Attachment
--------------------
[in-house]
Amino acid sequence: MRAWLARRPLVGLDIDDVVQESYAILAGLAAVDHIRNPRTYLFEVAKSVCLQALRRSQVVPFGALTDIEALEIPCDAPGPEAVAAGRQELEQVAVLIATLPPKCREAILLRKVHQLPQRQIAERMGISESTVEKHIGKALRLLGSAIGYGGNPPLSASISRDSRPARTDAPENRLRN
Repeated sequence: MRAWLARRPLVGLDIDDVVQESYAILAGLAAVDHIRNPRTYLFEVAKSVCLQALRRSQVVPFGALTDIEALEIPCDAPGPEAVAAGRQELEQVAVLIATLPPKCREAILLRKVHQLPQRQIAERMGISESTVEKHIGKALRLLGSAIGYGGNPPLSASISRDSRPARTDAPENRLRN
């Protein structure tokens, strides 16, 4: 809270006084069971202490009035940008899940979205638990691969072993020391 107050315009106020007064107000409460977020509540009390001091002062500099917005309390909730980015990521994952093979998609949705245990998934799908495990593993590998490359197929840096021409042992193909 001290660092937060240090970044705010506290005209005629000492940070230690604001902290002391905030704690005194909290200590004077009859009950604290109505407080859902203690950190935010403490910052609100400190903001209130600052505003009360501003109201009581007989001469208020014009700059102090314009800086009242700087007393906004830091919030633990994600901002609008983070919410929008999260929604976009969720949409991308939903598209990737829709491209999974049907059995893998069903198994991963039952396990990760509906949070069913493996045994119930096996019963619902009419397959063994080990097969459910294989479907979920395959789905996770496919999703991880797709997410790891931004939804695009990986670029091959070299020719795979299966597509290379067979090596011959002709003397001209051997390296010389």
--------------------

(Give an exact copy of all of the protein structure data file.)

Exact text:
[in-house]
Amino acid sequence: MRAWLARRPLVGLDIDDVVQESYAILAGLAAVDHIRNPRTYLFEVAKSVCLQALRRSQVVPFGALTDIEALEIPCDAPGPEAVAAGRQELEQVAVLIATLPPKCREAILLRKVHQLPQRQIAERMGISESTVEKHIGKALRLLGSAIGYGGNPPLSASISRDSRPARTDAPENRLRN
Repeated sequence: MRAWLARRPLVGLDIDDVVQESYAILAGLAAVDHIRNPRTYLFEVAKSVCLQALRRSQVVPFGALTDIEALEIPCDAPGPEAVAAGRQELEQVAVLIATLPPKCREAILLRKVHQLPQRQIAERMGISESTVEKHIGKALRLLGSAIGYGGNPPLSASISRDSRPARTDAPENRLRN
């Protein structure tokens, strides 16, 4: 809270006084069971202490009035940008899940979205638990691969072993020391 107050315009106020007064107000409460977020509540009390001091002062500099917005309390909730980015990521994952093979998609949705245990998934799908495990593993590998490359197929840096021409042992193909 001290660092937060240090970044705010506290005209005629000492940070230690604001902290002391905030704690005194909290200590004077009859009950604290109505407080859902203690950190935010403490910052609100400190903001209130600052505003009360501003109201009581007989001469208020014009700059102090314009800086009242700087007393906004830091919030633990994600901002609008983070919410929008999260929604976009969720949409991308939903598209990737829709491209999974049907059995893998069903198994991963039952396990990760509906949070069913493996045994119930096996019963619902009419397959063994080990097969459910294989479907979920395959789905996770496919999703991880797709997410790891931004939804695009990986670029091959070299020719795979299966597509290379067979090596011959002709003397001209051997390296010389």